As a probate professional, the questions I most often hear from potential clients are: What is probate? How complicated is it? Can I do it myself? How much does it cost? And, how long will it take? Here are a few short answers to these very important questions.
What is probate?
Probate means to prove a Last Will and Testament, or generally carry out the administration of a decedent’s estate with some level of court oversight wherein title to assets in the decedent’s name is transferred to beneficiaries of the estate, after the payment of debts and expenses.
There is a common misconception that if an individual dies with a legally executed will their estate will not be subjected to the probate process. This is not the case. Regardless of whether a person dies with a will (testate), or without a will (intestate) the decedent’s estate will be subject to probate if there are assets owned in the decedent’s name at the date of death.
The personal representative will petition the court to be appointed and granted either letters testamentary or letters of administration, based upon the type of probate.
How complicated is the probate process?
Under Nevada law probate is based on the size of the estate as follows:
- General Administration – estates over $200,000
- Summary Administration – estates between $100,000 -$200,000
- Set Aside – Estates under $100,000
- Affidavit of Entitlement – Estates consisting of personal property under $20,000
Under Nevada law there are various provisions designed to streamline the probate process and support family members:
- Administration under the Nevada Independent Administration of Estate Act
- Family allowance from a deceased’s estate during the pending probate administration
- Vesting of Homestead from a decedent’s estate.
- Set Aside of estate assets for the support of surviving spouse and / or minor children
Can I handle the probate myself?
The answer is YES! Nevada law does not require the executor to hire an attorney. Some probate forms are available to the general public. Call us and we’ll be glad to point you in the right direction. With that said, it’s generally advisable that you seek the counsel of an attorney, as with any legal matter. Our experienced attorneys and staff are able to assist you in navigating your way through the probate process, and can help you avoid potential liability. We at Grant Morris Dodds are committed to not only representing you from the simplest to the most complex estate.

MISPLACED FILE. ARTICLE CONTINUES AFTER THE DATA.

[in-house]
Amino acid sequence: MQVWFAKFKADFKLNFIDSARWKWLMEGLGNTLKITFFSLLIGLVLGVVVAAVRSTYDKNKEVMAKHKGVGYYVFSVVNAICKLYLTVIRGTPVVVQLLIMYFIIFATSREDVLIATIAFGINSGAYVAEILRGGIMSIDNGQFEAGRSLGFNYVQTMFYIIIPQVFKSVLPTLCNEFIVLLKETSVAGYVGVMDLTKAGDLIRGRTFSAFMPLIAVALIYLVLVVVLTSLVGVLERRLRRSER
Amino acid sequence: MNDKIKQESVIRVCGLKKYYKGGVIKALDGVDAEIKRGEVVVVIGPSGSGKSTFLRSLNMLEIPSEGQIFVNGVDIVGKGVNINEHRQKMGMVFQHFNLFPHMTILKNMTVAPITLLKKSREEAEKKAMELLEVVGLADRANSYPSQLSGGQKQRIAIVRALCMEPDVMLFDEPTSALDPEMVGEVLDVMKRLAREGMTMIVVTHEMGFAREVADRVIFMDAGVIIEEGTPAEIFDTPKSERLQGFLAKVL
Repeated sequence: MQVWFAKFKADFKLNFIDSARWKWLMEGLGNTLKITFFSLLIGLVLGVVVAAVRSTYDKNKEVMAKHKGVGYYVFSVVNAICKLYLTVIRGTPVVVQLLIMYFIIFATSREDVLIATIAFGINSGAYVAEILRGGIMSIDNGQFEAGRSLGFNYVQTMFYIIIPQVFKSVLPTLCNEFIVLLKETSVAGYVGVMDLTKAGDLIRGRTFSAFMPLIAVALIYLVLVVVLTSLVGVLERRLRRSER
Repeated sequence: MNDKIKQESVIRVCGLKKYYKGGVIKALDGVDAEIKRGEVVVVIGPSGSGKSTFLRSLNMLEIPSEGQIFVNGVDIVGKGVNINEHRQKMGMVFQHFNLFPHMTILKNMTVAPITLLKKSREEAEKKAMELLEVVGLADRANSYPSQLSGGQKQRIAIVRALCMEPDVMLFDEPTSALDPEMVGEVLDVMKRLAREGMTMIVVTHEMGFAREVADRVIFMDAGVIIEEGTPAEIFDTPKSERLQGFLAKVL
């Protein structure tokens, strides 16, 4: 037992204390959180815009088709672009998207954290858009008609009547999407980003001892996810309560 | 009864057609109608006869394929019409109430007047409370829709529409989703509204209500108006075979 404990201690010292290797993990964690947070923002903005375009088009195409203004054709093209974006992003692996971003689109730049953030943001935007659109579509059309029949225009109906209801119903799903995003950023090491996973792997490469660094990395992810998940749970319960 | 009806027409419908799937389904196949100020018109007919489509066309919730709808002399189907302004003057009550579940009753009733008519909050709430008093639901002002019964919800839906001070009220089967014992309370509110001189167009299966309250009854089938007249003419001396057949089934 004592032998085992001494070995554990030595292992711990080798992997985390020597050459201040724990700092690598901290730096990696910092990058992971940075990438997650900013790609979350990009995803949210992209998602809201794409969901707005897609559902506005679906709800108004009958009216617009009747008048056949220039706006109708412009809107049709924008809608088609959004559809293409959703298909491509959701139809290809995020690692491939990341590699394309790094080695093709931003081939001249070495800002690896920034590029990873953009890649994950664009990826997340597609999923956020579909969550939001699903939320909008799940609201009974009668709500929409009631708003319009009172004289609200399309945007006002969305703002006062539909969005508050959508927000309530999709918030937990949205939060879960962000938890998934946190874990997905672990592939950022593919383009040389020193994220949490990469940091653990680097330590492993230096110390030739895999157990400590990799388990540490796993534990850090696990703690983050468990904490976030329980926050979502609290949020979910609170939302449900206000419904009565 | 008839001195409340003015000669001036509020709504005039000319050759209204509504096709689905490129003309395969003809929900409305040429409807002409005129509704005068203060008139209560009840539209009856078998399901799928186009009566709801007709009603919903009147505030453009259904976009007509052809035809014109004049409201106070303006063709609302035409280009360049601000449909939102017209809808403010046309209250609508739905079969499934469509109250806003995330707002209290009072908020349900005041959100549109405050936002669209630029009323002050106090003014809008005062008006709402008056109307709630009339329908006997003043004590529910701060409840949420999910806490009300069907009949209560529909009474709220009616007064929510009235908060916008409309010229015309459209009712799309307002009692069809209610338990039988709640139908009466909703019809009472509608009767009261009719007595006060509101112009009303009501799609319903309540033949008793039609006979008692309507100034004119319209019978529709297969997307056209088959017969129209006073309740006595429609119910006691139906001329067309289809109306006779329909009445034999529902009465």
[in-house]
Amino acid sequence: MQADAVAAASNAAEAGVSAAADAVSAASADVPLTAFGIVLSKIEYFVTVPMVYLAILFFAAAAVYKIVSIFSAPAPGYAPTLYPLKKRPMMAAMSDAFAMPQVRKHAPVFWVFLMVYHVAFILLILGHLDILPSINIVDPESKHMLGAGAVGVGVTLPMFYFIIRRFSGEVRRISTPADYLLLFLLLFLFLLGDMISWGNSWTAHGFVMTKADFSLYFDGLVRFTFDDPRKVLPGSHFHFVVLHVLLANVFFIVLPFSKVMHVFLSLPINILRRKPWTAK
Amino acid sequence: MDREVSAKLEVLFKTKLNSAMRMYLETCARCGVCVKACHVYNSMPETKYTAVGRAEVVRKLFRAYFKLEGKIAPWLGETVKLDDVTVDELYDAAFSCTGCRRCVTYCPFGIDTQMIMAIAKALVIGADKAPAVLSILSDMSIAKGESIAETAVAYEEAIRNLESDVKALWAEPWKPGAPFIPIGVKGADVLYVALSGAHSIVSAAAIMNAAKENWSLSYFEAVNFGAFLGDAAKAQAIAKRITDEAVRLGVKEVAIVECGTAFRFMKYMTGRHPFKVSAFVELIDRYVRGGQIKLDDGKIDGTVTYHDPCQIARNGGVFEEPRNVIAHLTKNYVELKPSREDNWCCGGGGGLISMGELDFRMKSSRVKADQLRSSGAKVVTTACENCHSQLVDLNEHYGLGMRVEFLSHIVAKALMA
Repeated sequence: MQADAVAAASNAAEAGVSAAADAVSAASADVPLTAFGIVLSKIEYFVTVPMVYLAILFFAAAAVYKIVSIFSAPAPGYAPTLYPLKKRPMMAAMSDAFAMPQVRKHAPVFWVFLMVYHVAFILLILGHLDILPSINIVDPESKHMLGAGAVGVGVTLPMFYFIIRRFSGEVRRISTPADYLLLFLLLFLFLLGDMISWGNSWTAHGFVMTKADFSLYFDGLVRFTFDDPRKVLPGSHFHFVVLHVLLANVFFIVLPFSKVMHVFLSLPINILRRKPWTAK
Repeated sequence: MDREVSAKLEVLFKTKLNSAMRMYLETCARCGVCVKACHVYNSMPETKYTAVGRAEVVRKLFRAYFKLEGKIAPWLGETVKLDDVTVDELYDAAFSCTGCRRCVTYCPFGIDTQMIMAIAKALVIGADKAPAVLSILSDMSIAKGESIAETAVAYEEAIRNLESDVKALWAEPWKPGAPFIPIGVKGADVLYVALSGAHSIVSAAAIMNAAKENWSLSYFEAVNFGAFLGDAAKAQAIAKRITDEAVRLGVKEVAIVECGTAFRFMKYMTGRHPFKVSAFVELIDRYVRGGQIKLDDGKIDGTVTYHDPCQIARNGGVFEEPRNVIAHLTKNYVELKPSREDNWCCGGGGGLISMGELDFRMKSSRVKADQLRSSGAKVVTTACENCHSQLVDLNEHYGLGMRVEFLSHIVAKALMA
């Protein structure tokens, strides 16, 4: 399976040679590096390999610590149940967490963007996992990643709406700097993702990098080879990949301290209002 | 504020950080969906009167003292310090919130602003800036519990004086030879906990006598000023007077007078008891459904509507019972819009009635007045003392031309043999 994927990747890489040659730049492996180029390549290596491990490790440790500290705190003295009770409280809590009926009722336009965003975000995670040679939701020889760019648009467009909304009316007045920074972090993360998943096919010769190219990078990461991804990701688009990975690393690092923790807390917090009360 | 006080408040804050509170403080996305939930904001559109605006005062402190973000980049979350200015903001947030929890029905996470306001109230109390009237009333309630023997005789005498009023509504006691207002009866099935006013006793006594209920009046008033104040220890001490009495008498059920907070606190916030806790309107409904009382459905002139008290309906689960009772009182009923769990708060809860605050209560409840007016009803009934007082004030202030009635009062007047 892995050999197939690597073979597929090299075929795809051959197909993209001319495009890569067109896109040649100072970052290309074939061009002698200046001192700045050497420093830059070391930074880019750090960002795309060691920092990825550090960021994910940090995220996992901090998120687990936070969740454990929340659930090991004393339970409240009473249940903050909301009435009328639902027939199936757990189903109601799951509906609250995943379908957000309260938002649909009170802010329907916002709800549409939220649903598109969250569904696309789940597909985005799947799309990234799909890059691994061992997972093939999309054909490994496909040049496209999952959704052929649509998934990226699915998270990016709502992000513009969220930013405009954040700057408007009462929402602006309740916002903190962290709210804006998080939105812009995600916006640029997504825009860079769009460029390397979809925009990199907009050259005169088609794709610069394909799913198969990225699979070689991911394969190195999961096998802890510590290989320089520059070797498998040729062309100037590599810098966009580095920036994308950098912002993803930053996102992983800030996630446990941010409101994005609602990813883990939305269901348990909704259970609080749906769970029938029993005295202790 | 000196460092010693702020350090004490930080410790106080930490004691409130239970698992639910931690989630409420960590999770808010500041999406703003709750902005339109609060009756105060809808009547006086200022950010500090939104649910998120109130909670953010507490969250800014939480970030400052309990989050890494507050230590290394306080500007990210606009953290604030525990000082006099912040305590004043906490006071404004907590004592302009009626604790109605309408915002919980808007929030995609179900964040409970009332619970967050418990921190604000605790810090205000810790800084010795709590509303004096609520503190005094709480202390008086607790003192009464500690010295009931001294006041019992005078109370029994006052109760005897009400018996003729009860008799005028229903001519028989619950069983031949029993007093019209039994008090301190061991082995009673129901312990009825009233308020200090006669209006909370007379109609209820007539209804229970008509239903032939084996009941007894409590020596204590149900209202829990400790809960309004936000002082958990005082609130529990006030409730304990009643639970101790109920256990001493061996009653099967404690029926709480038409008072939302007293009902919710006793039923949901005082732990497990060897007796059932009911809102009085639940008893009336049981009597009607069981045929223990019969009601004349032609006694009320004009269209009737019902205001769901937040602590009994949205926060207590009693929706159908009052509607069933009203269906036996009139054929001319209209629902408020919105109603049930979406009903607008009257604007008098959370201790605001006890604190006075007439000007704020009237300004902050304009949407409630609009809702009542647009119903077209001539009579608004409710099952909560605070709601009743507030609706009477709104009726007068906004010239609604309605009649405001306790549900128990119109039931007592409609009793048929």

How much does probate cost?
The Nevada Revised Statutes allow for probate attorney fees to be paid based upon a percentage of the total estate or at an hourly rate, as may be agreed upon. However, these costs are generally paid at the end of probate. At GMD we are committed to pursuing creative solutions to avoid or limit lengthy probate administrations as part of our commitment to keep fees low. Also, we keep firm overhead low so savings can be passed on in the form of lower rates. Contact us today for a free consultation to discuss fees and costs.
How long does probate take?
Every state is different, but as a general rule, a full administration should take five or six months. If the estate value is smaller, probate can be completed much quicker. Unfortunately, on occasion litigation will arise, be it a will contest, beneficiary representation, or in handling allegations of fraud, undue influence, coercion, lack of capacity, etc. At Grant Morris Dodds we are uniquely positioned to provide exceptional service, not only in simple probate matters, but also complex estate litigation matters.
Please contact us to schedule a free one-hour consultation to discuss your specific probate issues.